Set your planning horizon to age 92, the Joint Life and Last Survivor Expectancy for a 65 year old married couple, according to the IRS.
No savings are left at the end of the plan.
Excludes IRA to Roth IRA conversions.

boarder42

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Re: Reader Case Study - How would you withdraw the funds?
« Reply #7 on: September 18, 2017, 10:18:33 AM »
https://i-orp.com/gamma/extended.html

use the extended verstion it will let you set all that up and it works for an early retiree.  and you can have it do the roth ladder as well.
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Oil Patch Adams

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Re: Reader Case Study - How would you withdraw the funds?
« Reply #8 on: September 18, 2017, 10:20:44 AM »
Roth ladder will give you more flexibility on all fronts, and that is the approach I would take.   In years when you have a higher income, you can roll over less to the Roth to keep the tax hit minimized.   If you decide to take a year or two off work, you can maximize your roll over amount and still pay no or very little tax.
Couple issues I have here is the 5 year lag...would I start to roll 44k over each year until I have a higher income side gig?  Second, should I only aim to convert 4% or some SWR? and sell and draw the same from after tax brokerage?




boarder42

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Re: Reader Case Study - How would you withdraw the funds?
« Reply #9 on: September 18, 2017, 10:23:33 AM »
use I-orp and it will give you a good estimate.  it looks like you have 400k in taxable monies so you wouldnt need to roll over your full expected spending in 5 years you would want to minimize you tax exposure so the less you convert the lower your taxes.  play with that tool and it will give you a plan of what you should convert each year
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MDM

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Re: Reader Case Study - How would you withdraw the funds?
« Reply #10 on: September 18, 2017, 08:56:10 PM »
I-orp is somewhat like Quicken: it's relatively easy to find faults, but it's probably better than all (at least most) alternatives.

Pay attention to how it treats your $400K brokerage: the split between basis and gains may affect your taxes on withdrawal, and i-orp may or may not account for that appropriately.  E.g., look at the first year (or few years) of i-orp's suggestions, then compare i-orp's tax calculation to a reasonably rigorous one.  If they match, all is well.  If there is a significant difference, caveat planner.

Laura Ingalls

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Re: Reader Case Study - How would you withdraw the funds?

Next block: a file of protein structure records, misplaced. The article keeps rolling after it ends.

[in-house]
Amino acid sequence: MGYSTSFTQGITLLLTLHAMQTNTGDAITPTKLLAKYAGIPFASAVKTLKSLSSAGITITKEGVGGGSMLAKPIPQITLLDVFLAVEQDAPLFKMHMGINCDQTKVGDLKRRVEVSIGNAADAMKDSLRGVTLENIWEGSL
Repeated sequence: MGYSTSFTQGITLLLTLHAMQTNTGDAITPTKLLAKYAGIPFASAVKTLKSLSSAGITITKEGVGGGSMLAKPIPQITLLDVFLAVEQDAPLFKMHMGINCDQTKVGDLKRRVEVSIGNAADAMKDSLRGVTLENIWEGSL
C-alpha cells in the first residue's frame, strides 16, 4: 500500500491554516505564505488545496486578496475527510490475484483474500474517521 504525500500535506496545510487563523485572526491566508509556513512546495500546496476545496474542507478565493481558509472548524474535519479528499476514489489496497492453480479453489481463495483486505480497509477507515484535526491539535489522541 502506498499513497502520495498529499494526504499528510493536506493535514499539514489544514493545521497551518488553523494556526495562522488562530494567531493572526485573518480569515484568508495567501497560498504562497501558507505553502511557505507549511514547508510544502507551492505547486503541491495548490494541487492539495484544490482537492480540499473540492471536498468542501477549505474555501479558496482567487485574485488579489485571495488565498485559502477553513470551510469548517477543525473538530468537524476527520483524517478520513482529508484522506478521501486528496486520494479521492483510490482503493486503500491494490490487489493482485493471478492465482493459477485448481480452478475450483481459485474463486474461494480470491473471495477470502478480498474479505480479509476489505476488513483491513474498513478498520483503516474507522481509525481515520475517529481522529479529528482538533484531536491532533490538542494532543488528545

« Reply #11 on: September 29, 2017, 07:23:19 AM »
Just a couple of random comments from someone who has about the same sized stache, family size, but ten years older. 

Health care is the $64k question. 
How big is your mortgage?  Does it make sense to continue to carry mortgage debt? 

You may pay more state taxes than federal as capital gains are taxed as regular income in many places.

Bone up on the EITC rules.  Frugal Professor here has lots of good information.  You might want to think about buying Berkshire:).

We so far have not done SEPP or converted much tIRA to Roth as we have attempted to keep income low for health care reasons.  We have lived off earned income, taxable, and have minimized income for ACA purposes.




Acastus

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Re: Reader Case Study - How would you withdraw the funds?
« Reply #12 on: September 29, 2017, 12:25:52 PM »
At a very simple level, and because you only give a simple picture of finances, you are not quite ready to FIRE if you assume zero work income. A 4% draw is 44k/year, and your expenses are higher. If you are in your 30's, 4% draw could be risky because you will be drawing for 50 years, not the 30 assumed. You should provide more detail on assets and expenses, as shown in the pinned how to.  You will probably need to reduce expenses, think about future long term expenses - college for kids, higher health premiums at 50+, future car - , and find a new income source, though it could be small.

If you are looking at a sabbatical, then you have plenty of "screw you" money to pay bills until you figure out something new. Between cash and taxable funds,  you have 10 years of expenses. Just don't burn them all for nothing.

Oil Patch Adams

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Re: Reader Case Study - How would you withdraw the funds?
« Reply #13 on: October 01, 2017, 08:08:02 AM »
Thanks for the comments, that site B42 showed me has me crunching more & more numbers.  Great resource.

Yes, Iím pretty simple.  Correct, not FI.  Yes, looking for a side hussle.  Yes, need to educate myself more on tax and how to stretch the best portions of my stache.

Biggest mind f*ck is planning further than the next paycheck.  To me, FI would be easier if I have income each month to cover monthly expenses.  But I donít want to slumlord again.  My dividends donít even cover my quarterly expenses, have to rely on market growth to keep my stache from getting drained.

While my expenses are low, they arenít low enough for my comfort level.  Really excited to start working for myself (side hussle) vs trying to get back into corporate America.